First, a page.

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How HUL won in rural markets

January 27, 2010 12:15 IST

After tapping the premium and popular segments, HUL has entered the lower end of the tea market with its new offering, Brooke Bond Sehatmand.

More than a hundred years ago, Hindustan Unilever launched a soap called Lifebuoy in India. The brand, which saw unparalleled success, promised to protect users from germs.

In the next 114 years, the brand has never moved away from its original positioning and sales pitch. More importantly, it has given the Anglo-Dutch maker of fast-moving consumer goods a strong hold over the rural markets.

Then, around four years ago, the company brought out Brooke Bond Natural Care, a tea that used five natural ingredients and promised good health.

The success of the product prompted the company to sit up and take notice. Having covered the popular segment with a thrust on health, HUL felt that great potential lay in the vastly untapped economy segment which makes up a whopping 45-50 per cent in terms of volume as well as value.

"That's when we realised it is critical for us to be there," says Arun Srinivas, who heads HUL's beverages business. And Lifebuoy's success was just the inspiration Srinivas and his team needed. Thus was born Brooke Bond Sehatmand. The term sehatmand means health-giving in Hindi.

At present, HUL has Taj Mahal Tea in the premium segment, Red Label in the popular market and Taaza that covers mid-market price points. However, entering the economy segment wasn't going to be an easy task.

One, loose tea makes up 65 per cent of the market, packaged tea accounts for only a third.

Two, this is a market dominated by regional brands. HUL and Tata Tea, the country's two largest tea companies, cater to just the top 40 per cent of this market - the rest is shared by several regional brands.

"While price is an important factor in this segment, we had to have a winning proposition to differentiate ourselves from regional tea makers," explains Srinivas.

Rural target

Thus began extensive research using the company's internal tracker called Living Standards Measure (LSM) to determine the success of the product. LSM can range anywhere between one and 18 - a higher score shows a higher living standard. For Sehatmand, HUL needed to target LSM 1-4 individuals (those who cannot afford their own mode of transport) the bulk of who reside in rural areas.

Research reiterated what HUL felt. India has over 200 million undernourished people, the largest in any country. Nearly 70 per cent of the population is deficient in iron, vitamins and minerals. But with growing awareness, research showed that these people were concerned about their access to supplements. Most of all, they were worried if their children were getting adequate nutrition. "Iron, we were sure, would not be a good fit for tea, hence we decided to take the vitamin route," Srinivas points out.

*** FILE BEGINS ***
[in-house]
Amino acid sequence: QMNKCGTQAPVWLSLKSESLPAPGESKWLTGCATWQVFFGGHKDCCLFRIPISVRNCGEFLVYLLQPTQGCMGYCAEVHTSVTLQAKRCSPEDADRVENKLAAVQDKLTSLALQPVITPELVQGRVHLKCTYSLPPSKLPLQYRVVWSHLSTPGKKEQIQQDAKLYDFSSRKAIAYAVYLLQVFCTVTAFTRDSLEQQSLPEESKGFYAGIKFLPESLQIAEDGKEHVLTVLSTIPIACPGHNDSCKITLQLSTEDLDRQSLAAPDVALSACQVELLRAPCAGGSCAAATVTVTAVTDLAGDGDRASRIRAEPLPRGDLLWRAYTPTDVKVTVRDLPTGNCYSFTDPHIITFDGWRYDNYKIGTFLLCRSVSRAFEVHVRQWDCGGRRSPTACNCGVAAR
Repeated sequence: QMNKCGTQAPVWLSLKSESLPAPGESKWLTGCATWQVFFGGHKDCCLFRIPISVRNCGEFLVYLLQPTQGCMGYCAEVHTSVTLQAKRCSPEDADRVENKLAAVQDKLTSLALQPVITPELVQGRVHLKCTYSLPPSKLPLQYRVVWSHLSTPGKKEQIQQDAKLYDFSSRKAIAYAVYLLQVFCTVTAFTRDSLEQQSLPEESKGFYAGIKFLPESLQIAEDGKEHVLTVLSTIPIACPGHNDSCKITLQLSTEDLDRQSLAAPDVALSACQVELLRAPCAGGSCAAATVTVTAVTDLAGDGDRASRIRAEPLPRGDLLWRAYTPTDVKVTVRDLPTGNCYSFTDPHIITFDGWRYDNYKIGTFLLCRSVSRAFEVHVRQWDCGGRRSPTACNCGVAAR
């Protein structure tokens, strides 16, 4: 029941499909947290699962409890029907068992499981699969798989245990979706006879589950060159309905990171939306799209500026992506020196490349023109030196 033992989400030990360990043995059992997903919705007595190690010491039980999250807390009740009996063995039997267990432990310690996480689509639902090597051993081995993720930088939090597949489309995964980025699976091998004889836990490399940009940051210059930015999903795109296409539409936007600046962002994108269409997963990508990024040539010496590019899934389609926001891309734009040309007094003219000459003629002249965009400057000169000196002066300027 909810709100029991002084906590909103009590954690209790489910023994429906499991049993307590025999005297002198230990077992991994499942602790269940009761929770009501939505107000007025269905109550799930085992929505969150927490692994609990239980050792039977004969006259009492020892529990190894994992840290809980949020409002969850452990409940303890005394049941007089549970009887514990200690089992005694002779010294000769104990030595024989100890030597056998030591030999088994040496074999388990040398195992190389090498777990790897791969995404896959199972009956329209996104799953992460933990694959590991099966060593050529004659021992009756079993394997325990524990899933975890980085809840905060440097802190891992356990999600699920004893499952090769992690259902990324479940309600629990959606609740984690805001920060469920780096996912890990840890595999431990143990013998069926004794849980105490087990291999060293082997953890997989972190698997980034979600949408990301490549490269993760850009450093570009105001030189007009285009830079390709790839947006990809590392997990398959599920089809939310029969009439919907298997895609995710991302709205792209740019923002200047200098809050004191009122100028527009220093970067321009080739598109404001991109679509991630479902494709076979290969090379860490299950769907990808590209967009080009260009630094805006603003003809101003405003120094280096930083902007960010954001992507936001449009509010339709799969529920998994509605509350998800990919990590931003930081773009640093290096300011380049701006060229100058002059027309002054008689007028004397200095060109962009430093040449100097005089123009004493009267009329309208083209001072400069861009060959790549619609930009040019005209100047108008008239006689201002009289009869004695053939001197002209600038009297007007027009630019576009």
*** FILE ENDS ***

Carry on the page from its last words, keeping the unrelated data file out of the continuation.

But given HUL's wide product range, why did the company choose tea as a health supplement? Says Srinivas, "Tea is a widely consumed product with 95 per cent penetration." To ensure differentiation, technology was the key. "Most tea makers today merely blend the product, but with the help of our research & development arm in Bangalore and our Tea Excellence Centre in Kolkata, we've ensured that each granule of tea contains vitamins."

With this breakthrough technology, vitamins have been fused into each granule of tea. And drinking three cups of Sehatmand, the company promises, will ensure 50 per cent Reference Daily Intake (RDA) of important B vitamins. This is how HUL hopes to differentiate itself from rival Tata Tea which has a brand called Agni in the popular economy segment.

Differentiating factors

Taste too has been given priority based on geographic preferences. "Taste palates vary across the country, which is why tea has largely been a regional product. So, Sehatmand in Uttar Pradesh will not taste the same as in Maharashtra," Srinivas says.

Thus, for each region the company has come out with a unique taste, colour and aroma. For instance, South India has a strong preference for strong and dark tea, while North India is inclined towards taste and aroma rather than colour. HUL has paid close attention to these nuances.

A great product may be fine, but it will be a marketing challenge for HUL. Television commercials will air on cable, satellite and state-owned Doordarshan in February. In addition, there will be heavy advertising on All India Radio as well as extensive on-ground activation to reach the target audience (rural consumers).

For this, HUL will tie up with non-government organisations. Further, it will launch an awareness campaign called "Sehatmand Parivar - Sehatmand Bharat" in schools. HUL feels that children are an important tool for the company to get its message across. "Parents want to ensure the best for their children, which is why they send them to school in the first place," says Srinivas.

As for distribution, Sehatmand is relying on the scale and might of HUL. It will also tap Project Shakti, an initiative HUL started in 2001 to increase the company's distribution and provide rural women with income opportunities. Through this initiative, HUL hires a Shakti Entrepreneur or Shakti Amma who sells the company's products either door-to-door or through shops.

Brooke Bond Sehatmand is priced at Rs 20 and Rs 39 for 100 grams and 200 grams, respectively. The prices are at a 15-18 per cent premium when compared to loose tea. To tackle this, HUL has launched smaller packs of Rs 5 and Rs 10 as well. 

"With Sehatmand, we want to be both affordable and accessible," adds Srinivas. At present it has been launched only in Madhya Pradesh, Chhattisgarh and Bihar, but over the next six months it will be rolled out across the country in a phased manner. 

Byravee Iyer in Mumbai
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